Henry Moore, ‘Animal Head’, 1951, Phillips

The Modern Form: Property from the Collection of Betty and Stanley Sheinbaum

Sculpture 8 x 8 x 11 in. (20.3 x 20.3 x 27.9 cm.)
Base 1 3/4 x 7 7/8 x 9 3/8 in. (4.4 x 20 x 23.8 cm.)
Overall 9 3/4 x 8 x 11 in. (24.8 x 20.3 x 27.9 cm.)

This work is recorded in the archives of the Henry Moore Foundation.

London, The Arts Council Gallery of Great Britain, Three Young Collectors, November - December 1952, no. 37 (another example exhibited)
London, Whitechapel Art Gallery, Henry Moore: an exhibition of sculpture from 1950–1960, November - December 1960, no. 5, n.p. (another example exhibited and illustrated)
San Diego, Art Center in La Jolla; Santa Barbara Museum of Art; Los Angeles Municipal Art Galleries, Barnsdall Park, Henry Moore Exhibition, August 4 - December 1, 1963, no. 49 (present lot exhibited)
Los Angeles County Museum of Art, Henry Moore in Southern California, October 2 - November 18, 1973, no. 31 (another example exhibited)
New York, The Metropolitan Museum of Art, Henry Moore: 60 Years of His Art, 1983, p. 123 (another example exhibited)

Will Grohmann, The Art of Henry Moore, London, 1960, no. 102 (another example illustrated)
Alan Bowness, ed., Henry Moore Complete Sculpture 1949 - 1954, vol. 2, London, 1965, no. 301 (another example illustrated)
John Hedgecoe, Henry Moore, New York, 1968, no. 5, p. 201 (another example illustrated)
Robert Melville, Henry Moore: Sculpture and Drawings 1921-1969, London, 1970, no. 413 (another example illustrated)
Herbert Read, Henry Moore: A study of his life and work, New York, 1965, no. 170, n.p. (another example illustrated)
Giulio Carlo Argan, Henry Moore, Milan, 1971, no. 101, n.p. (another example illustrated)
G. di San Lazzaro, ed., Hommage à Henry Moore, Paris, 1972, n.p. (another example illustrated)
Henry J. Seldis, Henry Moore in America, New York, 1973, no. 31, p. 94 (another example illustrated)
David Mitchinson, ed., Henry Moore Sculpture with Comments by the Artist, New York, 1988, no. 215, p. 112 (another example illustrated)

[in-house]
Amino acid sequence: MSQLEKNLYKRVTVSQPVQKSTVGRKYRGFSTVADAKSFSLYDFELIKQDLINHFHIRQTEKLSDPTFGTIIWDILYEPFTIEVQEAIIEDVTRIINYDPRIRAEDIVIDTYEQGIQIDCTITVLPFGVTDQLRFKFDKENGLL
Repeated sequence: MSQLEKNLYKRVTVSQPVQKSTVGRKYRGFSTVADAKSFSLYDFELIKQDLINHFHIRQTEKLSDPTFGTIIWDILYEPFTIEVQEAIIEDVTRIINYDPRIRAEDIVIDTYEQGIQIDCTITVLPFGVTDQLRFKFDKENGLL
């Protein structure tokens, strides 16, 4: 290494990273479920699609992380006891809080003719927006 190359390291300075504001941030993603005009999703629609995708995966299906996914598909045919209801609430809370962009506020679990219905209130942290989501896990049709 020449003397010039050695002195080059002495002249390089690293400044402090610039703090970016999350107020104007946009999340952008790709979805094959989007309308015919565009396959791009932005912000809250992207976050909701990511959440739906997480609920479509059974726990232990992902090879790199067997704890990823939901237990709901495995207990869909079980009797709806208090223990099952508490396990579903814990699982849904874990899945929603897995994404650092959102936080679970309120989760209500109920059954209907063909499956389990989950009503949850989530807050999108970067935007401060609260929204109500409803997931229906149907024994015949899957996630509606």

Henry Moore and John Hedgecoe, Henry Moore, My Ideas, Inspiration and Life as an Artist, London, 1986, p. 98 (another example illustrated)
John Hedgecoe, Henry Moore: A Monumental Vision, London, 2005, no. 280, p. 214 (another example illustrated)

Eric Estorick, London
Acquired from the above by the family of the present owner in 1960

About Henry Moore

Often regarded as the father of modern British sculpture, Henry Moore’s large-scale bronze and marble sculptures can be found in public parks and plazas around the world. Working in various styles and mediums, Moore is perhaps best known for his highly abstract and interpretive renditions of the human figure, often portrayed in the reclining position. He was influenced by Classical, Pre-Columbian, and African art, and by Surrealism; his biomorphic style has been compared that of Salvador Dalí and Jean Arp. Moore was a longtime friend and colleague of fellow sculptor Barabara Hepworth, having met at the Leeds School of Art around 1919. He also admired the work of Constantin Brancusi, whose organic abstract style resonated with Moore’s belief that observation of nature is essential to artistic creation. Moore himself inspired many artists including his former studio assistants Anthony Caro and Richard Wentworth.

British, 1898-1986, Castleford, United Kingdom, based in Much Hadham, United Kingdom